AN INDIAN state where prime minister Narendra Modi’s Bharatiya Janata Party (BJP) is in power is set to introduce contentious common personal laws that will apply across religions this month, a template other state officials said they will look to follow.
Currently, India’s Hindus, Muslims, Christians and large tribal populations can follow their own personal laws and customs, or an optional secular code, for marriage, divorce, adoption and inheritance.
Framing a national common law has been one of the three core, decades-old promises of the BJP. It has fulfilled the other two: building the Ram temple in Ayodhya and removing the autonomy of the Muslim majority region of Jammu and Kashmir.
The northern state of Uttarakhand, nestled in the Himalayan foothills, is expected to unveil a Uniform Civil Code (UCC) bill this month, officials said.
The move comes ahead of Modi’s bid to win a rare third term in general elections to be held by May and may further help consolidate the Hindu vote, analysts said.
The UCC is a divisive issue, as many minority Muslims who criticise the BJP for its hardline Hindu-first image see it as interference with centuries-old Islamic practices, including polygamy and instant divorce, which were outlawed by the federal government in 2019.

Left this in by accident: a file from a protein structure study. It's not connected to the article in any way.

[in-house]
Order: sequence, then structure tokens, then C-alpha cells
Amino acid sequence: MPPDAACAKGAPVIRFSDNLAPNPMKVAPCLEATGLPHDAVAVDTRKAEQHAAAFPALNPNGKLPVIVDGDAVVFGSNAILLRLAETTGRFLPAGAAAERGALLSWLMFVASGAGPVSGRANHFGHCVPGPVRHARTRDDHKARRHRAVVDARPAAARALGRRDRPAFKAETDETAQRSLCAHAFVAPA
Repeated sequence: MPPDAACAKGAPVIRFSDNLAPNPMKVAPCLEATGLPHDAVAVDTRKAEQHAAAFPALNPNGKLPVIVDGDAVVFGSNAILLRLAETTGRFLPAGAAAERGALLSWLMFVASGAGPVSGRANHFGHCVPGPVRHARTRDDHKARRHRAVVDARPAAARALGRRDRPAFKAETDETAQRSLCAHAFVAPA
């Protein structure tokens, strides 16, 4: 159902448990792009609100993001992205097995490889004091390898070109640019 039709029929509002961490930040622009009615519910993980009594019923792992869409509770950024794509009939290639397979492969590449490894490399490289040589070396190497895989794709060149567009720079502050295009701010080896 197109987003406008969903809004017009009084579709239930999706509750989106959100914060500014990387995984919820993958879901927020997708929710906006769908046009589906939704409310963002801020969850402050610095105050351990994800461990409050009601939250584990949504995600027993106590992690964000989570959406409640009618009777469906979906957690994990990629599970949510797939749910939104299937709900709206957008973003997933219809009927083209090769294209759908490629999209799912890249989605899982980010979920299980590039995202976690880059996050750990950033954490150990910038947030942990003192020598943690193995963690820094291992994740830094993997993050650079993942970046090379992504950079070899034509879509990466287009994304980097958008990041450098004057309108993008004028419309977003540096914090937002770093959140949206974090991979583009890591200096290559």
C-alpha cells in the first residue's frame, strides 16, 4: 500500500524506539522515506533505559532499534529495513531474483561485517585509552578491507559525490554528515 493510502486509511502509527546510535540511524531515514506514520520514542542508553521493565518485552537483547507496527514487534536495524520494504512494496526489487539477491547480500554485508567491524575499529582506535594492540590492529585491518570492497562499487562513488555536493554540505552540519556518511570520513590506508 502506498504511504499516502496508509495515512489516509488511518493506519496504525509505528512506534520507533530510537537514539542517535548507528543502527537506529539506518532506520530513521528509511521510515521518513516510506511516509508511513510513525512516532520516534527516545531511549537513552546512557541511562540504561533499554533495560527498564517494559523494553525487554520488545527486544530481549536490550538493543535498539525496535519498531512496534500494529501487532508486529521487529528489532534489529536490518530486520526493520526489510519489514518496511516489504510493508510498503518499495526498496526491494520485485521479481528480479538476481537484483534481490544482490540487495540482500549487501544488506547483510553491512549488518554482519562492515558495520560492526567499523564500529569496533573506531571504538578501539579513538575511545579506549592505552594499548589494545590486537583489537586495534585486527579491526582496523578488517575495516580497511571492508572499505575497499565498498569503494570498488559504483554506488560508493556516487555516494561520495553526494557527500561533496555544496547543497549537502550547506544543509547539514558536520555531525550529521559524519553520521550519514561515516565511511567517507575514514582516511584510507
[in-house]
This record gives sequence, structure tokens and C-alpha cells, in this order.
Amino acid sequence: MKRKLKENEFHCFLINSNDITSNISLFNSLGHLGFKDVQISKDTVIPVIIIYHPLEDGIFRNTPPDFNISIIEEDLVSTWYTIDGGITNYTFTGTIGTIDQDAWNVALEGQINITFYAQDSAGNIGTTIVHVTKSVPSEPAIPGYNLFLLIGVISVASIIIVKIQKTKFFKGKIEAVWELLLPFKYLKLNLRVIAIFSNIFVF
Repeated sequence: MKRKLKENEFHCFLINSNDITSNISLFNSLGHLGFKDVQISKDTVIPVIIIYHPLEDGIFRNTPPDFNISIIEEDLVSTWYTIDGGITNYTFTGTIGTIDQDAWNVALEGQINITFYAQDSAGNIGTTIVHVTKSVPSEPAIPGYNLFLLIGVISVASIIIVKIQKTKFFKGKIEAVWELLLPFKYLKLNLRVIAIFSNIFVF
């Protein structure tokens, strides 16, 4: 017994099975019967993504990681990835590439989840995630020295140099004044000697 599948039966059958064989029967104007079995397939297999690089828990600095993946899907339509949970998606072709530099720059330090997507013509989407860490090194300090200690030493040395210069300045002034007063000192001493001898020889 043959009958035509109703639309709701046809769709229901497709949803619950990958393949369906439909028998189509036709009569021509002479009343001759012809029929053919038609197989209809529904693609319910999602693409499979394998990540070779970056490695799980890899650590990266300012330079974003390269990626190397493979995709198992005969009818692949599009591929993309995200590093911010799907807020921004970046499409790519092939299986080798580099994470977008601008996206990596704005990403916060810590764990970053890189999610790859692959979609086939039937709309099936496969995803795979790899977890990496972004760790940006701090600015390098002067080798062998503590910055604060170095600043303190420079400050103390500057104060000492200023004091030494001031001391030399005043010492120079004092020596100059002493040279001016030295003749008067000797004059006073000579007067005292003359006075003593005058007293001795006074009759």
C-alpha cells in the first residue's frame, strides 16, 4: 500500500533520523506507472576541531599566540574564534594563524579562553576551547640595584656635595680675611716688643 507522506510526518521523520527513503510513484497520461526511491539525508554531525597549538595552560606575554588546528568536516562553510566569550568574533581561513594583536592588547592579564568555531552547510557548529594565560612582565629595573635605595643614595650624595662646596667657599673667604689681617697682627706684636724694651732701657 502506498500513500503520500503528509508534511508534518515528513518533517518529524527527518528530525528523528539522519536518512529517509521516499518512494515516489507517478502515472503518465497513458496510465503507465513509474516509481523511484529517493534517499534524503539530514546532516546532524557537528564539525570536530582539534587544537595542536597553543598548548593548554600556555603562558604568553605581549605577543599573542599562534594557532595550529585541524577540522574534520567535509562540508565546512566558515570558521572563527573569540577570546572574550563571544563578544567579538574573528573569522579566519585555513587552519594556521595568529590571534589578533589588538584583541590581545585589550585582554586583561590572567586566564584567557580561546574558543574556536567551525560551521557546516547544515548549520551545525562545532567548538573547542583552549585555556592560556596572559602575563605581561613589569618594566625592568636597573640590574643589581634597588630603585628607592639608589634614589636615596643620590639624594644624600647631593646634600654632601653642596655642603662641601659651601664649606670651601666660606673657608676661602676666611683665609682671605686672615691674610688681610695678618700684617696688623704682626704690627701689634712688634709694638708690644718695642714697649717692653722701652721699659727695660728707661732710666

Calling the UCC a “trial balloon” ahead of the elections, federal MP and prominent Muslim voice Asaduddin Owaisi said Hindu nationalists professed to like non-uniformity, except when it came to Muslims.
Although no draft of the UCC has been presented, BJP leaders have said it primarily has to do with modernising Muslim personal laws.
A committee set up in Uttarakhand in 2022 to draft the code was due to submit its work to the state government this month. It is likely be imminently presented to the state’s legislative body, two officials said. “Several state governments across India are looking at whether a uniform civil code could be implemented,” Nalin Kohli, a national BJP spokesperson, said. “The systematic process to get uniform civil code in several states has begun.”
Uttarakhand’s chief minister, Pushkar Singh Dhami, said on social media platform X that his ministers would study the draft and “start the process to make it into a bill and then an act”.
Modi’s government ended special privileges enjoyed by Kashmir in August 2019 and in January unveiled a grand temple to Hindu deity Ram, replacing a Mughal-era mosque razed by radical Hindu groups in 1992.
Personal laws can be legislated by both federal and state governments and other BJP-ruled states said they could use the Uttarakhand UCC draft as a template.
Earlier in January, the BJP’s Himanta Biswa Sarma, chief minister of Assam state, said: “I am waiting to see the UCC bill of Uttarakhand and once that is done, we will bring the same legislation” with some modifications. A committee appointed by Sarma last year is also expected to submit a draft bill to ban polygamy in the state soon.
Keshav Prasad Maurya, deputy chief minister of India’s most populous state, Uttar Pradesh, said “wherever the BJP is (in power) the possibility of bringing UCC has been and will always be there”. (Reuters)